Is farmed fish bad for you?

Sweeping claims about toxins contained in farmed fish, which are supposedly dangerous to human health, are unsubstantiated and false.

Is-farmed-fish-bad-for-you
Tilapia sushi is an attractive food product produced from red tilapia.
Photo: Nicholas James

A series of alarming publications concerning the safety of tilapia consumption has recently surfaced on the Internet. Some of these supposedly ‘healthy nutrition’ sites are spreading unfounded rumours based on half-truths and disinformation. Tilapia are claimed to be “more dangerous for your health than some of the more notorious meats such as pork and beef”.

These accusations are directed at the entire industry and do not distinguish between different production systems or locations.

All farmed fish are not equal
In China, tilapia is produced on an industrial scale. Large quantities are exported, mainly to the US but also to Africa. Fish farmed in polluted districts close to industry in China (or anywhere else) are likely to be polluted themselves, and may indeed contain traces of pesticides, dioxins, carcinogens and other substances detrimental to human health.

However, to declare that all farmed fish is equally toxic is false and downright malicious.

It equates to suggesting that all agricultural produce is toxic, regardless of geographic origin or method of production.
To quote from this nonsense: “Farmed fish has ten times the normal quantities of carcinogenic agents compared [with] wild fish. Farmed fish also contains more pesticides, usually used for treating the fish for infections.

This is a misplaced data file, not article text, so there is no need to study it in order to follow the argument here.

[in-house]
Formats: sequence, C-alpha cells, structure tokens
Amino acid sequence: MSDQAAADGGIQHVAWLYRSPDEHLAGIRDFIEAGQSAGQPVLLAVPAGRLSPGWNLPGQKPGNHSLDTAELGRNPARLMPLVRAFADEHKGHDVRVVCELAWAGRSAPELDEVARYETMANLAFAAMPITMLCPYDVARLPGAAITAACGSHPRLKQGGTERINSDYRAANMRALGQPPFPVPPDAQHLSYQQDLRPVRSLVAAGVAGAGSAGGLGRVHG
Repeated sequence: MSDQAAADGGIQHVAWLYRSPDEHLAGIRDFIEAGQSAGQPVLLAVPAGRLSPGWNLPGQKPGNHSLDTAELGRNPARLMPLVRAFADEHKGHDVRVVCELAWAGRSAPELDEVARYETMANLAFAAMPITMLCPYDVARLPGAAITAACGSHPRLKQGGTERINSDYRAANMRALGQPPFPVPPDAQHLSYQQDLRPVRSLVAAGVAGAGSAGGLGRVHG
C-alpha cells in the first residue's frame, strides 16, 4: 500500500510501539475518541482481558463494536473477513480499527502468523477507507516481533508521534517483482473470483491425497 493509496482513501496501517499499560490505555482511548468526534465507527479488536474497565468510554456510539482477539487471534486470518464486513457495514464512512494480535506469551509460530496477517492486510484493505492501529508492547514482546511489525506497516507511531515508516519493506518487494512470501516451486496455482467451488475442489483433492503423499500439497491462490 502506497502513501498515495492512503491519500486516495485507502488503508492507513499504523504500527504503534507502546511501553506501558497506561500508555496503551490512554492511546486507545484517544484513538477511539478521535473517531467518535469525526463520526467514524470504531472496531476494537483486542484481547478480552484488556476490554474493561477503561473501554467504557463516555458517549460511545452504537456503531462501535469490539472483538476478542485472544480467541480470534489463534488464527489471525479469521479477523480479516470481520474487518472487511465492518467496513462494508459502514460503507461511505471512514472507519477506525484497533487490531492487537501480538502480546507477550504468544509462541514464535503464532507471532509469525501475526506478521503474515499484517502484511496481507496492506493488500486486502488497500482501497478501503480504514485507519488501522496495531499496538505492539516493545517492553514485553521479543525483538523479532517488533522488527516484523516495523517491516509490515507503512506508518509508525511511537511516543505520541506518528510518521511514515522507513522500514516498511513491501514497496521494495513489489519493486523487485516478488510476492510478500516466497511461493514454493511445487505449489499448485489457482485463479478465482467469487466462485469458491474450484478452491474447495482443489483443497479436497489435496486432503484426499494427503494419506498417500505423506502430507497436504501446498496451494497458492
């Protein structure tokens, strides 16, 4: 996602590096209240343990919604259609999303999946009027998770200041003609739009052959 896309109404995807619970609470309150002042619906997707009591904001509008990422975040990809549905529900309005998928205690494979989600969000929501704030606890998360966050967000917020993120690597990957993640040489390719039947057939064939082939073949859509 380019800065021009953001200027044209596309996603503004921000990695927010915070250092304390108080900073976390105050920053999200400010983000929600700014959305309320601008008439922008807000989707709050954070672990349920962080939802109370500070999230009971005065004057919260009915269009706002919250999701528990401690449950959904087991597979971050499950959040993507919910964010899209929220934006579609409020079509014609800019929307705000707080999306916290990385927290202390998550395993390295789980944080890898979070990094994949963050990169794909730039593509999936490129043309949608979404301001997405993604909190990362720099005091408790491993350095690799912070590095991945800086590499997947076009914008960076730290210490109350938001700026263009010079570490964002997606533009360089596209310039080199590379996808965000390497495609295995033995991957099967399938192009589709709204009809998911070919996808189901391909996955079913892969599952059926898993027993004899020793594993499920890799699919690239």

These pesticides often remain in their bodies after harvesting. Another issue associated with the farm-raised fish is the high level of dioxin in them. This substance is lethal, and when you take it into your system, it may remain there for up to a decade. Farmed fish contains 11 times more dioxin than wild fish.”

Yes, some Chinese tilapia may be unhealthy, but most is probably not – just like any other agricultural product.
Such generalisations call into question the motives of the writer, and such sweeping and unsubstantiated statements give the Green Movement a bad name.

Twisting the truth
It was also claimed that farmed tilapia “are fed chicken poop”. In Africa, tilapia is reared either in cages in lakes or in ponds, often fertilised with animal manure. The erroneous assumption is that the fish eat the chicken waste. This is incorrect.

The manure breaks down in the water, and causes a bloom of zooplankton and phytoplankton – natural feeds on which the fish thrive. Any water that is green in colour contains an abundance of these microscopic organisms, amongst which are various algae, crustaceans and aquatic insects. A fish fed on these will be healthy and nutritious to eat, just like a fish in the wild.

African fish production
Fish reared at higher densities in closed recirculating systems are fed pelletised diets that are maize- or soya-based. Zambia is a major producer of non-GM maize and soya, much of which is exported to South Africa.

Feeds made from these crops are entirely safe for both the fish and the consumer. No pesticides are used in such culture systems; in fact, all such toxic substances are highly toxic to fish. If water sources are clean of industrial effluents, then no dioxins or carcinogens can be present. Also, I do not know of any African tilapia producer who uses growth hormones.

Tilapia reared under such ideal conditions can certainly be termed ’organic’ and are amongst the healthiest foods to eat.

Nicholas James is an ichthyologist and hatchery owner. 

This article was originally published on 18 March 2016 in Farmer’s Weekly.